Holiday let owners have been urged not to under-declare their income – as the HMRC views landlords as an “obvious target” for tax investigations according to Hacker Young chartered accountants.
The HMRC can request information from the likes of Airbnb to check whether a taxpayer is paying their fair share. Hacker Young said their algorithms can fairly easily identify holiday homeowners who are under-declaring their income.
Due to travel restrictions caused by the pandemic more people chose to holiday in the UK this year, resulting in a boom for UK holiday lets, so the government will expect tax receipts to rise.
Landlords in the short-term sector will submit their self-assessment tax returns ahead of the January 31 2022 deadline. Many will be tempted to under-report the windfall earnings they have made in that period.
Neela Chauhan, a partner at Hacker Young, said: “With the boom in staycations driven by the pandemic, leading to a bumper season for UK holiday lets, it’s likely HMRC will come for their slice of the pie.
“HMRC will be checking tax returns from people who have let property for a jump in declared income to reflect the staycation boom. Their algorithms will fairly easily identify those holiday homeowners who they think are under-declaring income.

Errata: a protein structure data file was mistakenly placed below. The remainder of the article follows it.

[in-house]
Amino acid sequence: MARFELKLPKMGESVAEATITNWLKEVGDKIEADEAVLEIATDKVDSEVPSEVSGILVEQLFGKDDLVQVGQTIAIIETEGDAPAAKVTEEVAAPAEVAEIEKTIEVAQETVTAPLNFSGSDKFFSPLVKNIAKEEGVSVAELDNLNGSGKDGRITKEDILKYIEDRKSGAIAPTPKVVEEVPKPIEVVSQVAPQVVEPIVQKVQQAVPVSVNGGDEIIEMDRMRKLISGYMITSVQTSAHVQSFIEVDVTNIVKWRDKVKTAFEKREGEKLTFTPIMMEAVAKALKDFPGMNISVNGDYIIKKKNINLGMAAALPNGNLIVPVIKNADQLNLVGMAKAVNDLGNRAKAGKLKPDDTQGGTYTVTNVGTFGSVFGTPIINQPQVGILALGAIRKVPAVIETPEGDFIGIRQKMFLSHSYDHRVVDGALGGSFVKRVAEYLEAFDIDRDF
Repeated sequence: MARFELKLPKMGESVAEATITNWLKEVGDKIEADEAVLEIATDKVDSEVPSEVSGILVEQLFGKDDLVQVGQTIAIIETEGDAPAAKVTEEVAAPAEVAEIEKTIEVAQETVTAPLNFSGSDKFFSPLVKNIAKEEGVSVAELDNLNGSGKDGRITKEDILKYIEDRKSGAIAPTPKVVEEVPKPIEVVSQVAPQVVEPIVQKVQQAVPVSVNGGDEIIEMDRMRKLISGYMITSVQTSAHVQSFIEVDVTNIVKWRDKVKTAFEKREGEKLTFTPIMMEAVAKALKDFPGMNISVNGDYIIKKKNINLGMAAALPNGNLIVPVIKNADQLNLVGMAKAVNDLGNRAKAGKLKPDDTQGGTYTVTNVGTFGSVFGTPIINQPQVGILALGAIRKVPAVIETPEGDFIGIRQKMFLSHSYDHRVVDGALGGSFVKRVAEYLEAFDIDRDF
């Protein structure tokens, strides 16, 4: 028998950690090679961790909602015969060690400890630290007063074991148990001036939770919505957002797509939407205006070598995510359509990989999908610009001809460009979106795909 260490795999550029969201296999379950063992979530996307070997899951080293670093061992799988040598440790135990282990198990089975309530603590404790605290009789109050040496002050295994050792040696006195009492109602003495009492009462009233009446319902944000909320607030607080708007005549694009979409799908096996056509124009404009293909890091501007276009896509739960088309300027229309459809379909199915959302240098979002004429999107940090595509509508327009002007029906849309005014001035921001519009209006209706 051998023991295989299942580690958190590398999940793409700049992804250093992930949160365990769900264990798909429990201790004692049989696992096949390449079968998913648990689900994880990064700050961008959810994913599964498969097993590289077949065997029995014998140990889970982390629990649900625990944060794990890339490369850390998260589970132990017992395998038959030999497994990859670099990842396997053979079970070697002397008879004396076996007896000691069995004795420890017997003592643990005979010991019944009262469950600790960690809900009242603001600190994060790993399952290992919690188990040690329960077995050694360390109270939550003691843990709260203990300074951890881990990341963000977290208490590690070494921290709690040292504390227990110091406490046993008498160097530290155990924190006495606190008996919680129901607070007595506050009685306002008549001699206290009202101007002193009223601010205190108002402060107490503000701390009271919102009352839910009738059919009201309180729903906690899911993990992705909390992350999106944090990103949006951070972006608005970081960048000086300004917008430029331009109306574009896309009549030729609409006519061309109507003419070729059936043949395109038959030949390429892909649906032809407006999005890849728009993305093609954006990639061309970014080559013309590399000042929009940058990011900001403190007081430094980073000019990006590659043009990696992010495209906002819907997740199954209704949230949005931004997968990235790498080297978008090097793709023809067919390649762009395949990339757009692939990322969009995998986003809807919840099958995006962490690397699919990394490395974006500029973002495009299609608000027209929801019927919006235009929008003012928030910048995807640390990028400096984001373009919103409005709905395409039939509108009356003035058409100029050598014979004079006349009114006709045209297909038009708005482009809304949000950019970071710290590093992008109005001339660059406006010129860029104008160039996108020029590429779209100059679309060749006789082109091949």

“As HMRC’s Let Property Campaign targeting buy-to-let landlords shows, the Treasury sees landlords as an obvious target for tax investigations and extra tax revenue.
“Landlords are recommended to make sure they are aware of their tax obligations before spending their summer ‘staycation’ windfall.
“Landlords who fail to declare unpaid taxes are ultimately risking fines and criminal prosecution.”
In 2020 Airbnb agreed to share information on income earned by its UK hosts as part of a 2020 tax settlement with HM Treasury. It also paid HMRC an extra £1.8m in tax.
During the summer some sites saw bookings rise by up to 300%, while the cost of holiday lets rose by as much as 35% in some hotspots.
The Let Property Campaign invites landlords to get up to date with their tax affairs.
In response to Hacker Young’s comments the HMRC played down talk of a crackdown.
A spokesperson said: “HMRC believes that the vast majority of customers want to pay the right amount of tax, including owners of UK holiday lets, and we will continue to work with such customers to help them to get their tax right.
“People with additional income streams may not be fully aware of their tax obligations and so we have taken steps in HMRC to consider sectors, such as short-term property letting, where we may not be collecting the full amount of tax owed,”